The Mideastwire Blog

Excerpts from the Arab and Iranian Media & Analysis of US Policy in the Region

Posts Tagged ‘Operation Protective Edge

Israeli scholar says Army is not well prepared for conflict with Hezbollah; Hamas war showed major flaws

This is a sober report by Eitan Shamir. The implications are clear: Israel’s QME (quality military edge) with Hezbollah has deteriorated over the years, while Hamas’s fighting on the ground has materially improved. This is the negative teleology of technology that Hillary Clinton warned the Israelis about in her 2010 AIPAC speech…. overtime you can dome and wall yourself off with technology – and the US will pay heavily to help – but the arc is likely against your effectiveness over time. Peace, settlement, conflict mitigation are desperately needed.


“…Prior to Operation Protective Edge, the IDF was forced to make some decisions regarding its future force structure as a result of a shrinking budget. In effect, the IDF had to choose between one of two options: strengthen its relative weaknesses (maneuver-oriented ground forces) or, conversely, increase its relative strengths (standoff fire, precision fire, intelligence, cyber, and special forces). The IDF apparently chose the second course of action, but the consequences for its standing and reserves ground forces would be significant: cutting back supply plans for the Namer APC (armored personnel carrier); delaying the Merkava 5 tank projects; closing armor, artillery, and aircraft units; and dramatically reducing training. The ground forces could have found themselves in dire straits as they did prior to the 2006 Lebanon war.[8]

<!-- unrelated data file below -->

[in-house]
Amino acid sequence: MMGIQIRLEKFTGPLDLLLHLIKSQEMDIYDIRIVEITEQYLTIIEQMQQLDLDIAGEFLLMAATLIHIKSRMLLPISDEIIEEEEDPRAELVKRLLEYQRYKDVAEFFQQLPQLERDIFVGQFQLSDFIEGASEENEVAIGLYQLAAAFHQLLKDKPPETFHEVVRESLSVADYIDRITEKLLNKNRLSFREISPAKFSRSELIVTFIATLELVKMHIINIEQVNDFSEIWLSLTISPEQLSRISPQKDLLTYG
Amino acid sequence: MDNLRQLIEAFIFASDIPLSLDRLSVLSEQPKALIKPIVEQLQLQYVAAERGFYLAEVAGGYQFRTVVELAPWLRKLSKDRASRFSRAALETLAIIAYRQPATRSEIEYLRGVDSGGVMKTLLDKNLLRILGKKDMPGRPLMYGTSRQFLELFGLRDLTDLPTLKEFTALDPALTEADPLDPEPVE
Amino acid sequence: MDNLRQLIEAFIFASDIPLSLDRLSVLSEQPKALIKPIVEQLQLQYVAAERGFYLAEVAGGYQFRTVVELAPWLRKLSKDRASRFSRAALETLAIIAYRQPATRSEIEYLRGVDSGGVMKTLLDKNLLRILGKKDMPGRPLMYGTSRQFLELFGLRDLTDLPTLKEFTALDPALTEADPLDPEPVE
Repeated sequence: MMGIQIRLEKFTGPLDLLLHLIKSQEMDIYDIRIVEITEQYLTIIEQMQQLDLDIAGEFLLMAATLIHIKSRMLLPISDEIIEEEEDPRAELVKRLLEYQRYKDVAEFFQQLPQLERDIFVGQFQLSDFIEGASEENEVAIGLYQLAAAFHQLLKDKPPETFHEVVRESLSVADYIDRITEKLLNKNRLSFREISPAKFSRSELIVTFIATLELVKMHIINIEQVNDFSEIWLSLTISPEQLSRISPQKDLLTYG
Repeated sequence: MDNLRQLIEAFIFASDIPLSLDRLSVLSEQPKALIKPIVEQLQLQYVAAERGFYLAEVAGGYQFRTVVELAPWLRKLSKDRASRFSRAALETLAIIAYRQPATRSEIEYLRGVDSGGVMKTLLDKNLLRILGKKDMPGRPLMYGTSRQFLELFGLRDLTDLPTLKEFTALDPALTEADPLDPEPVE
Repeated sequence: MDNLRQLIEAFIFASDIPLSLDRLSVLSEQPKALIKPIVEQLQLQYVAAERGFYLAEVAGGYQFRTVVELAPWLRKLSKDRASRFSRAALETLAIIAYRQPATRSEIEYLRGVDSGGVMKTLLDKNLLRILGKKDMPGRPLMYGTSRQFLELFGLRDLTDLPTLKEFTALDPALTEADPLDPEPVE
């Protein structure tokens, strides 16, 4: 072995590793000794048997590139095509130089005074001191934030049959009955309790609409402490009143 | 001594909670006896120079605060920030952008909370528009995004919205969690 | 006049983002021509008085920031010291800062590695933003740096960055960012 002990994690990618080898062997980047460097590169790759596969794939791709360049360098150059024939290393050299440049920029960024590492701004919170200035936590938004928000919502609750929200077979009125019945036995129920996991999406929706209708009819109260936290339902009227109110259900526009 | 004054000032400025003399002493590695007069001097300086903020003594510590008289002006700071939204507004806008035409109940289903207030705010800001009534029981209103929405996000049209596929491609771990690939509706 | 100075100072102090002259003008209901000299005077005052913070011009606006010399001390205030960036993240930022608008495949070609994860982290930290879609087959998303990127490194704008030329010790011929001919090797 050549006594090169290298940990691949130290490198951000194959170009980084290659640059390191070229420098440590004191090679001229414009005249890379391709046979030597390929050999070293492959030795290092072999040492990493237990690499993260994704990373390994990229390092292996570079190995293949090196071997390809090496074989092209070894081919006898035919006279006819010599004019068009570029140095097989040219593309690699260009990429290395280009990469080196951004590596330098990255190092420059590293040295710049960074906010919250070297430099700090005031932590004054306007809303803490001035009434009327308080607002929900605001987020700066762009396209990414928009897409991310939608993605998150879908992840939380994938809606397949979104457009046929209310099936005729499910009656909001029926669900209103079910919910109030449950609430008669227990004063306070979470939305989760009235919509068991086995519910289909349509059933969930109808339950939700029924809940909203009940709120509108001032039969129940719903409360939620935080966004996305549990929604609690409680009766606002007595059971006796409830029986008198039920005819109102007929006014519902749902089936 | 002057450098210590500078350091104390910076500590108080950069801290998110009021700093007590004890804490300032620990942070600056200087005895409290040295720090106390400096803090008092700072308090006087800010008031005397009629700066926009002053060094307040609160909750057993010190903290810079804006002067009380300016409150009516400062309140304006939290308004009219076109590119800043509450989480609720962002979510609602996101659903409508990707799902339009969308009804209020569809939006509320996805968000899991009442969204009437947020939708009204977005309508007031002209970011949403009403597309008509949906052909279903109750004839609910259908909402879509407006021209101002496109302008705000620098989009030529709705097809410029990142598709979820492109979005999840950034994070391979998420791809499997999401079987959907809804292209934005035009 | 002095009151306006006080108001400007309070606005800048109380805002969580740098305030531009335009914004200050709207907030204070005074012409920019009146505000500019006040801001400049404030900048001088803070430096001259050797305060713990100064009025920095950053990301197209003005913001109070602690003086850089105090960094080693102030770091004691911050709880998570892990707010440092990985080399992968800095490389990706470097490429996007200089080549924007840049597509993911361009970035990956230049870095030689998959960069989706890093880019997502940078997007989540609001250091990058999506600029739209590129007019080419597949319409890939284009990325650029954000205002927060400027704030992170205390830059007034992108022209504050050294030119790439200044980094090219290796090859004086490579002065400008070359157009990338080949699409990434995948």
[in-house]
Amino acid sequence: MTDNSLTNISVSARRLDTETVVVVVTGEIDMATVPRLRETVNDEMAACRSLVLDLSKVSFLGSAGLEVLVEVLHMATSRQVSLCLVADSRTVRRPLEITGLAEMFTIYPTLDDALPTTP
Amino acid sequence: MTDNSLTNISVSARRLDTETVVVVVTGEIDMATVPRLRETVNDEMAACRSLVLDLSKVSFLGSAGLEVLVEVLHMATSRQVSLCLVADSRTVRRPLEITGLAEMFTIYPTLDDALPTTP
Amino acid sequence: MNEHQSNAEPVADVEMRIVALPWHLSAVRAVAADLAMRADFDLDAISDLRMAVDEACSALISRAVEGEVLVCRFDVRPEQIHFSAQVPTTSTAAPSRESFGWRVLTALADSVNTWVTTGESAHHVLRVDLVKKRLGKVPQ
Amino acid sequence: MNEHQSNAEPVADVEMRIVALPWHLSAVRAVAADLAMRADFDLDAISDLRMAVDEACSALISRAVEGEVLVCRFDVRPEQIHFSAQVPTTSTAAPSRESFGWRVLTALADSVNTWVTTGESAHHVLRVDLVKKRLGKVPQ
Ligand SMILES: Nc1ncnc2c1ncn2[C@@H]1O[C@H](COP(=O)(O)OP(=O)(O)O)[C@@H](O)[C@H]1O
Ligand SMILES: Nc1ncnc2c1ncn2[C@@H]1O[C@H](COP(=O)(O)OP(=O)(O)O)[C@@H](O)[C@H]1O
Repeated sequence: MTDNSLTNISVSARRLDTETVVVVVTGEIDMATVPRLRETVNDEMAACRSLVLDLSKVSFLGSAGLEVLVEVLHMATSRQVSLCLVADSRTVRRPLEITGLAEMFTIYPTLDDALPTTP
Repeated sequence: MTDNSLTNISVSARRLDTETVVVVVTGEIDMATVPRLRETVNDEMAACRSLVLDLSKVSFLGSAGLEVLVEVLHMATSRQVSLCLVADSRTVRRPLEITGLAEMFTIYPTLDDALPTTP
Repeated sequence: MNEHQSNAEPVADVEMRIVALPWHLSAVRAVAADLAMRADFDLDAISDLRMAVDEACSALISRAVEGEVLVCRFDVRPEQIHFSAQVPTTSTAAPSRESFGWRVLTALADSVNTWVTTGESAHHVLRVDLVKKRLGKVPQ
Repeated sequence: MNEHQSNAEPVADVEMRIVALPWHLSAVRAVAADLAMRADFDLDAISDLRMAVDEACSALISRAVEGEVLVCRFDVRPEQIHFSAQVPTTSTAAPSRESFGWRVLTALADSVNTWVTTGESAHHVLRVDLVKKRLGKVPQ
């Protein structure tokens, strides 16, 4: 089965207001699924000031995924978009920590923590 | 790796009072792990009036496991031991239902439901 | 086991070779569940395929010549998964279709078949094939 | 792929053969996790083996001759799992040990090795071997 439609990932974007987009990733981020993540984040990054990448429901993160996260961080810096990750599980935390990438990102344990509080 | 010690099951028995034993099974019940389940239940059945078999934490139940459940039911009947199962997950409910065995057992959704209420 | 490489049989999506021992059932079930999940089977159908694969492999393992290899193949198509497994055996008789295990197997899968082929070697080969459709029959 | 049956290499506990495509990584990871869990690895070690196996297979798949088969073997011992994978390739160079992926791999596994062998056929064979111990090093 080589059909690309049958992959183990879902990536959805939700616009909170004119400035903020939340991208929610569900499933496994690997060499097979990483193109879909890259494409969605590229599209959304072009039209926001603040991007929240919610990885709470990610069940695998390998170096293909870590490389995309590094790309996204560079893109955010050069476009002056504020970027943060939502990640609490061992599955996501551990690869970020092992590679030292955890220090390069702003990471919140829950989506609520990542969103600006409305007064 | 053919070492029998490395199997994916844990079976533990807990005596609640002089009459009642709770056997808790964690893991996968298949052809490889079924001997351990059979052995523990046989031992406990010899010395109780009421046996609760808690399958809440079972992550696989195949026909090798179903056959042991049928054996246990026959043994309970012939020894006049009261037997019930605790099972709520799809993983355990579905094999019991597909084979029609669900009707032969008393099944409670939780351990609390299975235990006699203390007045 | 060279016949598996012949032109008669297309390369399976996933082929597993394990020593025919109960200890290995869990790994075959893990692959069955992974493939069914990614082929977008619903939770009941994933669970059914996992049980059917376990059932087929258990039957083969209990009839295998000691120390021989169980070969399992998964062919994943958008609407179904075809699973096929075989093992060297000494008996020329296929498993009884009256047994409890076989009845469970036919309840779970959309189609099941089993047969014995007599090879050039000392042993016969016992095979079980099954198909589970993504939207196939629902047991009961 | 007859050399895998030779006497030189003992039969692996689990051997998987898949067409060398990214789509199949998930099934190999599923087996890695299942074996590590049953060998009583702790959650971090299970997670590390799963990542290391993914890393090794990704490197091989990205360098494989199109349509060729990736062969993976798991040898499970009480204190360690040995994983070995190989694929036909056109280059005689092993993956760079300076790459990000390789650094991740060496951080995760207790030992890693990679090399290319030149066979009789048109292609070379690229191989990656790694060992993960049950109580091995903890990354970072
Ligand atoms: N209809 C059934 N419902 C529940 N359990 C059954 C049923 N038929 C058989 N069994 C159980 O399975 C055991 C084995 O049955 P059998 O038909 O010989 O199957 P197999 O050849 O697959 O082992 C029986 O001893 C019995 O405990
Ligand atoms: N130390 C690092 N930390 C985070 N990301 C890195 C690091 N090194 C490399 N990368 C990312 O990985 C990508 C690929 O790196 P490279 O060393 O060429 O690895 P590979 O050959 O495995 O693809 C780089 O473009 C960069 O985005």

Operation Protective Edge was not a repeat of previous campaigns where Israel’s air supremacy pressed rivals to end the conflict.

The assumption behind this decision was that the ground forces’ unique capabilities would become less relevant to defeating future threats and were, therefore, no longer necessary in such strengths. Instead, it was decided that accurate, long-range fire and special forces raids aimed through precise intelligence could rapidly destroy the enemy’s capabilities. However, this assumes the ability to anticipate the nature of these threats, such as the prediction that the IDF will not face a symmetrical enemy (a large-scale, regular army). Rival armies do exist, but the IDF planners assumed they would not be used.[9] Forecasting the future is always difficult, but Israeli military planners envisioned a repeat of previous operations whereby Israel’s air supremacy pressed rivals to seek ways to end the conflict. Operation Protective Edge failed to live up to these expectations.

Ground fighting proved much fiercer than anticipated. In Operation Cast Lead (December 2008-January 2009), when Israeli ground troops entered Gaza, Hamas ground forces fled. This time, they fought to defend the tunnel system. Israeli forces searching for the tunnels inside Gaza suffered approximately 700 casualties—45 of them fatal; still, casualties among Palestinian fighters were significantly higher.[10] While the Israelis searched for the tunnels, Hamas conducted three raids into Israel via yet undiscovered tunnels. Most of the raiders were killed, but the IDF suffered casualties. The ground battle did not stop the firing of Palestinian rockets and missiles, but it did reduce it considerably.[11] Hamas also made two amphibious raids conducted in the first days of the war. Both were detected, and all the participants killed.

Written by nickbiddlenoe

March 19, 2015 at 3:57 pm

Posted in Uncategorized

Tagged with , ,

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